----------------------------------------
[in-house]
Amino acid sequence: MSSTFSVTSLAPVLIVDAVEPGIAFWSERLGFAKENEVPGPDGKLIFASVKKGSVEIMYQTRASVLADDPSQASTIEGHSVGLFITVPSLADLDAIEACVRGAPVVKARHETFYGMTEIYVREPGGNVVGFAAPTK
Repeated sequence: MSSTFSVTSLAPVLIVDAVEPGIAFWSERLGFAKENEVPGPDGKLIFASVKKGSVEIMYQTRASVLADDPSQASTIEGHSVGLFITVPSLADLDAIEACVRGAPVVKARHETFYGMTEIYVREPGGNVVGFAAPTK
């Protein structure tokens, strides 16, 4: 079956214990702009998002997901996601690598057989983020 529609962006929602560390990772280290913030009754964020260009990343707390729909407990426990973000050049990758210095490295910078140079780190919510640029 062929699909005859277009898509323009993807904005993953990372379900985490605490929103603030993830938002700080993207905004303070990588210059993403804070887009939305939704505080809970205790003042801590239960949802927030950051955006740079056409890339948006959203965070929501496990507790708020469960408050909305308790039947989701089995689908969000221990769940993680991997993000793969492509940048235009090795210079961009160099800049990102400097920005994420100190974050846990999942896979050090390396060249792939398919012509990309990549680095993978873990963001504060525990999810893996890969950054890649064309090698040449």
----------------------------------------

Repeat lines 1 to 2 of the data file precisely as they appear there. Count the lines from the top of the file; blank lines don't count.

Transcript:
[in-house]
Amino acid sequence: MSSTFSVTSLAPVLIVDAVEPGIAFWSERLGFAKENEVPGPDGKLIFASVKKGSVEIMYQTRASVLADDPSQASTIEGHSVGLFITVPSLADLDAIEACVRGAPVVKARHETFYGMTEIYVREPGGNVVGFAAPTK